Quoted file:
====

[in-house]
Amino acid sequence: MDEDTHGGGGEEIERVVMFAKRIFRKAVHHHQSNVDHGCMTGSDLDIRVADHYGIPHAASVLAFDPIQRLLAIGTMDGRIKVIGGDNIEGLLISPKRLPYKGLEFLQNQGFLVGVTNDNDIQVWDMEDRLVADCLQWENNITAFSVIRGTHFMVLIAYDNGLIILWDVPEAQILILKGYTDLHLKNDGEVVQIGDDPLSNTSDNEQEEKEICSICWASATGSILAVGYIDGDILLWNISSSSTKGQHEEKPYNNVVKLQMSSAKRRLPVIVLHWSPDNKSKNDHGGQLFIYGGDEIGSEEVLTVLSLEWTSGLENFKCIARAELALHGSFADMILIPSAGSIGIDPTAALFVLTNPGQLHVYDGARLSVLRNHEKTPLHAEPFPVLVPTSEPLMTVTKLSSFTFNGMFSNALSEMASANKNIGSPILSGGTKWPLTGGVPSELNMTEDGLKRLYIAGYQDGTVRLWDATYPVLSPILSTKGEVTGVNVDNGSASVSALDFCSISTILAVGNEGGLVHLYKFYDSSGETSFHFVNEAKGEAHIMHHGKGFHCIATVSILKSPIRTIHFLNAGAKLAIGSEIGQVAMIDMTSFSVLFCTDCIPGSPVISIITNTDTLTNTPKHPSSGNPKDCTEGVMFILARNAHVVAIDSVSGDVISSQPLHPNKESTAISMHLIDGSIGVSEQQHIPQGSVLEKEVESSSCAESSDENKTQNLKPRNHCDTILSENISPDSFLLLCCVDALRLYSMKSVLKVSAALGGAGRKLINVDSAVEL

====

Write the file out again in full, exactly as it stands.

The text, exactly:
[in-house]
Amino acid sequence: MDEDTHGGGGEEIERVVMFAKRIFRKAVHHHQSNVDHGCMTGSDLDIRVADHYGIPHAASVLAFDPIQRLLAIGTMDGRIKVIGGDNIEGLLISPKRLPYKGLEFLQNQGFLVGVTNDNDIQVWDMEDRLVADCLQWENNITAFSVIRGTHFMVLIAYDNGLIILWDVPEAQILILKGYTDLHLKNDGEVVQIGDDPLSNTSDNEQEEKEICSICWASATGSILAVGYIDGDILLWNISSSSTKGQHEEKPYNNVVKLQMSSAKRRLPVIVLHWSPDNKSKNDHGGQLFIYGGDEIGSEEVLTVLSLEWTSGLENFKCIARAELALHGSFADMILIPSAGSIGIDPTAALFVLTNPGQLHVYDGARLSVLRNHEKTPLHAEPFPVLVPTSEPLMTVTKLSSFTFNGMFSNALSEMASANKNIGSPILSGGTKWPLTGGVPSELNMTEDGLKRLYIAGYQDGTVRLWDATYPVLSPILSTKGEVTGVNVDNGSASVSALDFCSISTILAVGNEGGLVHLYKFYDSSGETSFHFVNEAKGEAHIMHHGKGFHCIATVSILKSPIRTIHFLNAGAKLAIGSEIGQVAMIDMTSFSVLFCTDCIPGSPVISIITNTDTLTNTPKHPSSGNPKDCTEGVMFILARNAHVVAIDSVSGDVISSQPLHPNKESTAISMHLIDGSIGVSEQQHIPQGSVLEKEVESSSCAESSDENKTQNLKPRNHCDTILSENISPDSFLLLCCVDALRLYSMKSVLKVSAALGGAGRKLINVDSAVEL